Cupping coffee is a fine art, but not one that is limited to professionals. A sensitive palate is developed through experience and experimentation.
What is Coffee Cupping?
Coffee cupping is the process of analyzing and determining the flavor, aroma, and quality in a coffee selection, which is similar to the process of wine tasting. It's part of our strict quality control process where we select only the best, high quality coffee beans for you.
Analyzing the Cup
There are some things to observe while you are conducting the process. The elements of a coffee are usually a combination of two categories:
- Acidity: this descriptor determines how bright and lively the coffee tastes
- This is basically your first impression. It's not a reference to sourness or bitterness, both of which are bad qualities.
- Body: this descriptor refers to the fullness or richness of a coffee
- It's the secondary impression, often called the finish. A heavy-bodied coffee will taste full, thick and syrupy, even chewy on the tongue, and the impression will be lasting.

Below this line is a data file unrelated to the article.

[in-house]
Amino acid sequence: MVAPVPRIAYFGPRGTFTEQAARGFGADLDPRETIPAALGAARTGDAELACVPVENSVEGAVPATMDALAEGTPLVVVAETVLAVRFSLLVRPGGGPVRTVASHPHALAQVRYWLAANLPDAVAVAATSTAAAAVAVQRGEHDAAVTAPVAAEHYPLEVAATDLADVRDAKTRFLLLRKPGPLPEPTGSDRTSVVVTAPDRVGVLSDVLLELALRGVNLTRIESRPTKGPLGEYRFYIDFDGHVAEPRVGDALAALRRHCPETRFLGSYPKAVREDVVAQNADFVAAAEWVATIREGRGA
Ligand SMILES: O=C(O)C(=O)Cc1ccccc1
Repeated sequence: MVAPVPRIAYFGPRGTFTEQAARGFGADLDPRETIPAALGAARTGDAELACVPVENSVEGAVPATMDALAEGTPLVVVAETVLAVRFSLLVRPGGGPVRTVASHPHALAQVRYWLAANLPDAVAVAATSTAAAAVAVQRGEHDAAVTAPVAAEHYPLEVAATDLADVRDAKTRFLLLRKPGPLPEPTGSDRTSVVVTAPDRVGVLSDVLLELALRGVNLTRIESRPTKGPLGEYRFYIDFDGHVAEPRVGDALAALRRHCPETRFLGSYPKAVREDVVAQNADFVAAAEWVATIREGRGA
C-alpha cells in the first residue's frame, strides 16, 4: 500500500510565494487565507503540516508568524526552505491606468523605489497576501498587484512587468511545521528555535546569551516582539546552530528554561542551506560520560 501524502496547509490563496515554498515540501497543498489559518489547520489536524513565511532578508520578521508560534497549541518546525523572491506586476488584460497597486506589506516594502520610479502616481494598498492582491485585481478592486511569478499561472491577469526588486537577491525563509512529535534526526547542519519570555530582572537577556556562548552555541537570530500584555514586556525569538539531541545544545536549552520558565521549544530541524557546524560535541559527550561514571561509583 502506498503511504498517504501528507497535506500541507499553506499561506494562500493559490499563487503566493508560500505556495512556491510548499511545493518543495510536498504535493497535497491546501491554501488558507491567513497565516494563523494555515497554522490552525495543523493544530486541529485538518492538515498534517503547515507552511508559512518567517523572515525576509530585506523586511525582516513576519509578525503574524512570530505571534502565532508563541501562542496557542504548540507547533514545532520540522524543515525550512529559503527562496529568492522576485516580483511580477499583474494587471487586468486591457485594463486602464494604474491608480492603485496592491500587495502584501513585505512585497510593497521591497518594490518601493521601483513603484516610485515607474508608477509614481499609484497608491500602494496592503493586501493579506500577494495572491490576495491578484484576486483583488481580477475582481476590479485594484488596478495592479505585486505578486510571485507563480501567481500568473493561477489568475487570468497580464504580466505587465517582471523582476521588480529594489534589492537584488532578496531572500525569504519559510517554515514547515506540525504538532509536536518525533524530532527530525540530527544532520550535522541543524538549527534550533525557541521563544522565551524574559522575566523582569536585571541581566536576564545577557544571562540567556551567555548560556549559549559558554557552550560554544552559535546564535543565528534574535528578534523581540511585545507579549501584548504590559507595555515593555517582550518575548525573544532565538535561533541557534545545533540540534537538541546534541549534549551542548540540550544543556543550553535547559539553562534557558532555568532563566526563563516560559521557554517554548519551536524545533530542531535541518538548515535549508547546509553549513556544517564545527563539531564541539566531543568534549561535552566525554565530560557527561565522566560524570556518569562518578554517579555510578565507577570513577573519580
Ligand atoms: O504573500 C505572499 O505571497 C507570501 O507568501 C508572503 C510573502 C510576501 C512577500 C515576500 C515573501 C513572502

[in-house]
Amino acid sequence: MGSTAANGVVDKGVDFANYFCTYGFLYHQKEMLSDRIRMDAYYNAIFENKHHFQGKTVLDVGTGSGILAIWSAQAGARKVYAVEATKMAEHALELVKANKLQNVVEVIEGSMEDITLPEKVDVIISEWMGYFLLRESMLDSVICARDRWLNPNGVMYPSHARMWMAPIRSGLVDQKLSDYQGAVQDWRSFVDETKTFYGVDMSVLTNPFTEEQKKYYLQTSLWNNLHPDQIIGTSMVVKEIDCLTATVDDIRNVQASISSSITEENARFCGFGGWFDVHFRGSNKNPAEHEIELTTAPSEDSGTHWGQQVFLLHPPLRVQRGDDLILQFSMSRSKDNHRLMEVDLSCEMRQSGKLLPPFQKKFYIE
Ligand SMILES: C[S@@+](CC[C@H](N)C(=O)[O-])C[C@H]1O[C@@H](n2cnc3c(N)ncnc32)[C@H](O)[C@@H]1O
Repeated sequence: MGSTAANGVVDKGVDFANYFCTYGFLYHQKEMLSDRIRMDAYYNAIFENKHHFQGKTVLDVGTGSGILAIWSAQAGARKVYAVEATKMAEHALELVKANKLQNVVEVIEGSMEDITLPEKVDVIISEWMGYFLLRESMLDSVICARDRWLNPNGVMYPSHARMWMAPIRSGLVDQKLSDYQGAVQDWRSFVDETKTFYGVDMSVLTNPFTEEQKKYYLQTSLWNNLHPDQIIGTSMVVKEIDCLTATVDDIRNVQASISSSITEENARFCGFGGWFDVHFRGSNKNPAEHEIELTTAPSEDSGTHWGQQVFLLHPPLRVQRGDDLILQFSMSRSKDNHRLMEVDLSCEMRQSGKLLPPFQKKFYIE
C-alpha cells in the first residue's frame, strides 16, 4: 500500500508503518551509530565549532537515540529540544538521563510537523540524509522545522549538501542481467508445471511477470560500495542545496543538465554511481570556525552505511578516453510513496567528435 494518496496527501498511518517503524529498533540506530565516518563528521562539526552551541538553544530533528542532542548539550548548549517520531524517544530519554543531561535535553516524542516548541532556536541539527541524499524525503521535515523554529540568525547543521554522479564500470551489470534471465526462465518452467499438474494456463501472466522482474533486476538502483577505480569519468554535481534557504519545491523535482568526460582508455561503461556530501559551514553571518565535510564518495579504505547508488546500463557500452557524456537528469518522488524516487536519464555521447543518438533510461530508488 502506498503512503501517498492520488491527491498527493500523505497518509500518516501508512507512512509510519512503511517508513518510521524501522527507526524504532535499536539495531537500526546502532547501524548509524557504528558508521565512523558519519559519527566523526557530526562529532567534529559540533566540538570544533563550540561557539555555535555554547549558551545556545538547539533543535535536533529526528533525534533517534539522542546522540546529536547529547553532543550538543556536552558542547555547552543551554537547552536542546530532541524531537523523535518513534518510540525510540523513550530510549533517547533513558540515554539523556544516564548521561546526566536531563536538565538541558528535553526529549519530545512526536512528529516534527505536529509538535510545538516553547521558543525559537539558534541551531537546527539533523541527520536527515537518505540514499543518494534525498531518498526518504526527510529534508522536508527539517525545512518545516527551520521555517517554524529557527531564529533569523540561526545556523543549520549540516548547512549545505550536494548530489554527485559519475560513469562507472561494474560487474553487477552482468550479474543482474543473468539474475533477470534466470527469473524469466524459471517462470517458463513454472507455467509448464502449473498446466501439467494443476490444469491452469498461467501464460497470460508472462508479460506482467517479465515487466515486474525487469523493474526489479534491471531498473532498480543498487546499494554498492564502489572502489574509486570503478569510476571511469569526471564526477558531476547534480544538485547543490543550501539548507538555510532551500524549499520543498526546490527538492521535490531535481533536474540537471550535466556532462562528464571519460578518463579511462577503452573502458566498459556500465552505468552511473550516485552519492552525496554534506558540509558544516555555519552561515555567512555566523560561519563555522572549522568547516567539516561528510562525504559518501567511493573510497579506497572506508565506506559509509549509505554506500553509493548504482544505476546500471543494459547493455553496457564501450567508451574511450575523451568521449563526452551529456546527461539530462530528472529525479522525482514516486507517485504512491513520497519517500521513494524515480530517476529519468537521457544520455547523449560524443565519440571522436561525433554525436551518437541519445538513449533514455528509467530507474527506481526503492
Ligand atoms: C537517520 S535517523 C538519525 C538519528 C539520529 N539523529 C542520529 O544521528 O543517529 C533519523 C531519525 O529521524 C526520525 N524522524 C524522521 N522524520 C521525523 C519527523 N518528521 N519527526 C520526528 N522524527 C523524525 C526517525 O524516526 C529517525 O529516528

How to Cup Coffee
You can't cup coffee if you don't have brewed coffee. The right temperature to brew coffee for cupping is around 195° to 205°F. Ideally, 200°F is best.
Let it sit for 4 minutes. Why not listen to a song while you wait?
Smell it. What are the first impressions from the smells?
Grab your spoon and break apart the floating grounds. Turn the spoon over while hovering the cup, now smell. Do you notice a difference from your first aroma test?
Using your spoon, slurp up some coffee. You may even want to chew it a bit and let it sit in your mouth for a few seconds before you swallow.
Describe what you're tasting. Does the coffee taste sweet, tangy or mild? Do you taste small hints of chocolate, vanilla, smoke, or cinnamon? The possibilities are endless.